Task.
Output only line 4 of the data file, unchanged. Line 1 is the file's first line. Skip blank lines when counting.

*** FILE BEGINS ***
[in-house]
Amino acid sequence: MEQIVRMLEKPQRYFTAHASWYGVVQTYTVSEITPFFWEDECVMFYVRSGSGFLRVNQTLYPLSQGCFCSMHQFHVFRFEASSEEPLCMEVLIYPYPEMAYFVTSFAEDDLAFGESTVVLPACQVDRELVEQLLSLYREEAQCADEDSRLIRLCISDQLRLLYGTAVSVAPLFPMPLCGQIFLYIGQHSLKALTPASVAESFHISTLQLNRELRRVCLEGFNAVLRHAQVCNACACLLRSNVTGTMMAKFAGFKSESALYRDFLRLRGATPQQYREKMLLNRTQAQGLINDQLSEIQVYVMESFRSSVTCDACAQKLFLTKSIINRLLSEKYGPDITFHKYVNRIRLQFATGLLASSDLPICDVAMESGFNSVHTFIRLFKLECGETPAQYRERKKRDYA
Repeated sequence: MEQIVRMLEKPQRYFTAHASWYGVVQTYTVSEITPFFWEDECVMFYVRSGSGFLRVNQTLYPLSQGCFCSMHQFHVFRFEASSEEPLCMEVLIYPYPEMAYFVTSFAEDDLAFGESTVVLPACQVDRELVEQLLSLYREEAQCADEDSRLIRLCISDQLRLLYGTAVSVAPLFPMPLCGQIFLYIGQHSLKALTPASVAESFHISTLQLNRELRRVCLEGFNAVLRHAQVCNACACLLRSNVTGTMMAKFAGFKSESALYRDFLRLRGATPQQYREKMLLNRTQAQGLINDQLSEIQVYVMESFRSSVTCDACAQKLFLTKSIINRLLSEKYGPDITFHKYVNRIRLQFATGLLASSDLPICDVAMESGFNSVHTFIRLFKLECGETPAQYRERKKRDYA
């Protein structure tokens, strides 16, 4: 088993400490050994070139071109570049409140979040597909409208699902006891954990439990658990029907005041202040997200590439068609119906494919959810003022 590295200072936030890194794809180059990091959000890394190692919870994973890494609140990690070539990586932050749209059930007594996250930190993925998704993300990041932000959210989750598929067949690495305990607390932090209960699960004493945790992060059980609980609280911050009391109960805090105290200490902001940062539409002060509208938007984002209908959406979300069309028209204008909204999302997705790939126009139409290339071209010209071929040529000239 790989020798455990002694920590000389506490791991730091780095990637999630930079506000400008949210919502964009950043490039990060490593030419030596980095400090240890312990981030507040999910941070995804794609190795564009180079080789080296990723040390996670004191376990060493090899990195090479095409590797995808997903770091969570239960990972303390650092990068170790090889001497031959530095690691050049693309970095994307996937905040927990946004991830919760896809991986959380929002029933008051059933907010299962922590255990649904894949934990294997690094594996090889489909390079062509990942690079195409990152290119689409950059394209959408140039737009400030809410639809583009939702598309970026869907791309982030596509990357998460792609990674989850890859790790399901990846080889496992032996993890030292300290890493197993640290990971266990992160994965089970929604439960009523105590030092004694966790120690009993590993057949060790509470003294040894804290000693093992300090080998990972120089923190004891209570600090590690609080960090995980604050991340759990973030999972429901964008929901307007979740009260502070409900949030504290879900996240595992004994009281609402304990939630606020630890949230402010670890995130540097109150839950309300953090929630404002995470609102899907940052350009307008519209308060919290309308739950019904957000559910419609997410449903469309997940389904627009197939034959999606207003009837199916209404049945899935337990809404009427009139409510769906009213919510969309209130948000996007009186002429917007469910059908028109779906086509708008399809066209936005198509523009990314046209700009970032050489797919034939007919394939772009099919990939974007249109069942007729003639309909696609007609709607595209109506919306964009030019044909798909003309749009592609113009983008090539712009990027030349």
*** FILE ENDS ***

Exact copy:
């Protein structure tokens, strides 16, 4: 088993400490050994070139071109570049409140979040597909409208699902006891954990439990658990029907005041202040997200590439068609119906494919959810003022 590295200072936030890194794809180059990091959000890394190692919870994973890494609140990690070539990586932050749209059930007594996250930190993925998704993300990041932000959210989750598929067949690495305990607390932090209960699960004493945790992060059980609980609280911050009391109960805090105290200490902001940062539409002060509208938007984002209908959406979300069309028209204008909204999302997705790939126009139409290339071209010209071929040529000239 790989020798455990002694920590000389506490791991730091780095990637999630930079506000400008949210919502964009950043490039990060490593030419030596980095400090240890312990981030507040999910941070995804794609190795564009180079080789080296990723040390996670004191376990060493090899990195090479095409590797995808997903770091969570239960990972303390650092990068170790090889001497031959530095690691050049693309970095994307996937905040927990946004991830919760896809991986959380929002029933008051059933907010299962922590255990649904894949934990294997690094594996090889489909390079062509990942690079195409990152290119689409950059394209959408140039737009400030809410639809583009939702598309970026869907791309982030596509990357998460792609990674989850890859790790399901990846080889496992032996993890030292300290890493197993640290990971266990992160994965089970929604439960009523105590030092004694966790120690009993590993057949060790509470003294040894804290000693093992300090080998990972120089923190004891209570600090590690609080960090995980604050991340759990973030999972429901964008929901307007979740009260502070409900949030504290879900996240595992004994009281609402304990939630606020630890949230402010670890995130540097109150839950309300953090929630404002995470609102899907940052350009307008519209308060919290309308739950019904957000559910419609997410449903469309997940389904627009197939034959999606207003009837199916209404049945899935337990809404009427009139409510769906009213919510969309209130948000996007009186002429917007469910059908028109779906086509708008399809066209936005198509523009990314046209700009970032050489797919034939007919394939772009099919990939974007249109069942007729003639309909696609007609709607595209109506919306964009030019044909798909003309749009592609113009983008090539712009990027030349």